My view on Relay for Life—Te Ara Toiora

My view on Relay for Life—Te Ara Toiora

Staff member Sarah Forster shares why she’s taking part in the 24-hour walking relay this year as part of the University’s team—and why you should too.

Kia ora, I’m Sarah.

Most people who know me could tell you that I am not a fit person. But right now, my dad is fighting cancer. And he has been for 17 years. Without the work of the Cancer Society advocating for new medicines and helping with costs of travel and accommodation (he lives in Greymouth, treatment is in Christchurch), his life would look very different.

He is why I am committed to Relay for Life.

When I was 25, I was in Scotland on a working holiday. I had a phone call from my mum one night—Dad had cancer. I’d been told my whole life that it was bad personal habits that would cause it, and my then-57-year-old dad had never been that person. He had completed the solo Coast-to-Coast triathlon about a year prior. He liked a beer, but he wasn’t that much of a drinker. He’d never smoked in his life. I couldn’t believe it.

I finally got flights home a couple of months later. Mum—who had only told me once the worst was past—said he was okay, and the cancer was being treated with intravenous chemotherapy, but I needed to check for myself.

I was shocked when I got home to find him so … lacking in capability. He couldn’t stand for long periods of time. He wasn’t running anymore. He couldn’t kayak, or bike.

His diagnosis was Waldenstrom’s Macroglobulinemia, as well as polycythaemia, which saw him having to go to the hospital to get blood drawn every month or so to reduce the number of red blood cells in his circulation. He was given an eight-year life expectancy after that diagnosis.

Through sheer determination, he went into remission and started getting fit again. He completed many more triathlons, a couple more Coast-to-Coasts, both as an individual and in a team, and several half-marathons. He won the over 60’s section of the Buller Half Marathon when he was 63.

When he was 68, the cancer returned. He had to start taking hydroxyurea, which had nauseous side-effects. Fortunately, when ruxolitinib was funded not long after his overall wellbeing improved massively.

He is now 73. Eight years older than he was told he would be.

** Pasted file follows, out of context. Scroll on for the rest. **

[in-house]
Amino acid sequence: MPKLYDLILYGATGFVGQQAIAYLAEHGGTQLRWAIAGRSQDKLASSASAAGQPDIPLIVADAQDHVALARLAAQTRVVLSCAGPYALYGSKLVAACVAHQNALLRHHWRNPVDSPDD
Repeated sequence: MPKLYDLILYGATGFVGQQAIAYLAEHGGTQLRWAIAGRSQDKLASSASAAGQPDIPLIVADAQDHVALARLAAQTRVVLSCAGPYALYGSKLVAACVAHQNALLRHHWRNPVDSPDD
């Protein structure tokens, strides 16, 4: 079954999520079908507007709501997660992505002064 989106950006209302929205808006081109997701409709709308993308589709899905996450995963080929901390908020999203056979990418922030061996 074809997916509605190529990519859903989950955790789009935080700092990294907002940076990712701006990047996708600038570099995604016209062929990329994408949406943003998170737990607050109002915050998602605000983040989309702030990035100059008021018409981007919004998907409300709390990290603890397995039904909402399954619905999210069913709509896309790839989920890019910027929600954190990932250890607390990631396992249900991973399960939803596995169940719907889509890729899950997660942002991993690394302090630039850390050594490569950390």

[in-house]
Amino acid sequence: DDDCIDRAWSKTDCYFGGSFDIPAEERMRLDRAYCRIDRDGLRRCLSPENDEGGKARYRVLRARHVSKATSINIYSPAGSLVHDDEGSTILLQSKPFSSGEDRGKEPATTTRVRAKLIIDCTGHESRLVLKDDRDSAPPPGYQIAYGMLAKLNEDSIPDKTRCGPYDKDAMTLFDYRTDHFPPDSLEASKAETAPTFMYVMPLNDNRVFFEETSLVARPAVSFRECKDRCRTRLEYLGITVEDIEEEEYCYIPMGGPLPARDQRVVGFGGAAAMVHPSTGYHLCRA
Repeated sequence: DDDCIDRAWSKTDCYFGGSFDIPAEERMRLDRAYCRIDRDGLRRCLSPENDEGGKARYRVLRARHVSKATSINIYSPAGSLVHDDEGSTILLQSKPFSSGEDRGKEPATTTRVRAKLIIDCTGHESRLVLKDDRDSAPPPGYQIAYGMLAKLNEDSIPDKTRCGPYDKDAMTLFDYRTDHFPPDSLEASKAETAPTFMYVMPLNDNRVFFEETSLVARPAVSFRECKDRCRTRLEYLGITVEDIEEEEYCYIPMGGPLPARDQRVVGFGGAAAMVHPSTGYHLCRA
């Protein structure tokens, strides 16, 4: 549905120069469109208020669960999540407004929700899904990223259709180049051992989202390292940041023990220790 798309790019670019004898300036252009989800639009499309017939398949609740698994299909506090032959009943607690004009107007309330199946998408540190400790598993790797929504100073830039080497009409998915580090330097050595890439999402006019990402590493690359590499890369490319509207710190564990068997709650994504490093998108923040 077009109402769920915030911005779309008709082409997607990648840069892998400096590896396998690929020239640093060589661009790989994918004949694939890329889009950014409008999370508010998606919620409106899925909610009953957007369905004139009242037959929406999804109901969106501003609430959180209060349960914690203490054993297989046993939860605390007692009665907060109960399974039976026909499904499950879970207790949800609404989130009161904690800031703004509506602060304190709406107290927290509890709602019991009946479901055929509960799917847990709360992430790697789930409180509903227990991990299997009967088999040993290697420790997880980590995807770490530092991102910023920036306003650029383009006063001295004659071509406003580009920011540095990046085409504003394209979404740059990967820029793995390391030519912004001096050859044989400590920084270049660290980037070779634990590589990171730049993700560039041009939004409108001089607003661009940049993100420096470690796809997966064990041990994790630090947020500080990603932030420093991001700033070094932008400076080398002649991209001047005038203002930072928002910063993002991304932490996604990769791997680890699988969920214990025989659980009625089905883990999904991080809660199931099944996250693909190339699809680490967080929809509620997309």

He’s recently had his second lot of secondary squamous cell carcinomas removed from his head and neck. This involved removing tumours, and a nerve in his neck, which has temporarily impacted his muscle memory around his mouth. He also got to sample some newly funded technology—with a BTM, biodegradable temporising matrix, he doesn’t need a skin graft on his head. This means one less wound and a better quality of life.

If it wasn’t for the work of the Cancer Society and those that support them campaigning for support for Pharmac to fund cancer drugs; providing specialised information about cancer to carers and their families; and providing transport and places to stay for those seeking cancer treatment, Dad’s journey may not have been as long—or as easy.

He may not have lived long enough to see his grandchildren, now 12 and 10, be born.

Dad isn’t the only person in my family who has been affected by cancer. My cousin lost his young son just recently to leukaemia; my grandma died of undiagnosed cervical cancer. I would guess that every single person in Aotearoa, possibly the world, knows somebody living with cancer; or at least, knows someone who is close to someone.

This Relay for Life, I’ll be thinking about dad. I’ll be thinking about my cousin. My grandma. Her mum. And I’m raising money for the Cancer Society to support those who are seeking treatment for cancer, so they can access funds to help with transport and accommodation and live longer lives because of the treatment the Society has campaigned towards.

Join us at Relay for Life and raise money to support people living with cancer.

Register online with our special code.

Students are welcome to use WELLVIC for free entry, sponsored by Te Herenga Waka—Victoria University of Wellington. Staff can use the code WELLVUW23, to get a discounted rate of $15.

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